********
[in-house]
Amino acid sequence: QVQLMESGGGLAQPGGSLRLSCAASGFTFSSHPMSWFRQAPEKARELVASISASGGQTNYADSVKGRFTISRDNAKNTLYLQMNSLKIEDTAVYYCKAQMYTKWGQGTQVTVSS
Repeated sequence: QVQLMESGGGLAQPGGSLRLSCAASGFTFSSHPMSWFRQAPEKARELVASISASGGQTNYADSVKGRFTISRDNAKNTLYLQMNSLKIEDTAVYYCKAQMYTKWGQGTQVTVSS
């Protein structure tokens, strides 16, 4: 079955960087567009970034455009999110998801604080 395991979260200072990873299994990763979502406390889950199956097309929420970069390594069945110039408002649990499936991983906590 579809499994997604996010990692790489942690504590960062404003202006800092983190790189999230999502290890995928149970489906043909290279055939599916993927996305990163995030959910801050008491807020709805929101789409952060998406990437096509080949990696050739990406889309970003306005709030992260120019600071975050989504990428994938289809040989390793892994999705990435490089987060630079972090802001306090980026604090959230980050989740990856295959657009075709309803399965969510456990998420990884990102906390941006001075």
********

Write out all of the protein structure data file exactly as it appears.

[in-house]
Amino acid sequence: QVQLMESGGGLAQPGGSLRLSCAASGFTFSSHPMSWFRQAPEKARELVASISASGGQTNYADSVKGRFTISRDNAKNTLYLQMNSLKIEDTAVYYCKAQMYTKWGQGTQVTVSS
Repeated sequence: QVQLMESGGGLAQPGGSLRLSCAASGFTFSSHPMSWFRQAPEKARELVASISASGGQTNYADSVKGRFTISRDNAKNTLYLQMNSLKIEDTAVYYCKAQMYTKWGQGTQVTVSS
């Protein structure tokens, strides 16, 4: 079955960087567009970034455009999110998801604080 395991979260200072990873299994990763979502406390889950199956097309929420970069390594069945110039408002649990499936991983906590 579809499994997604996010990692790489942690504590960062404003202006800092983190790189999230999502290890995928149970489906043909290279055939599916993927996305990163995030959910801050008491807020709805929101789409952060998406990437096509080949990696050739990406889309970003306005709030992260120019600071975050989504990428994938289809040989390793892994999705990435490089987060630079972090802001306090980026604090959230980050989740990856295959657009075709309803399965969510456990998420990884990102906390941006001075």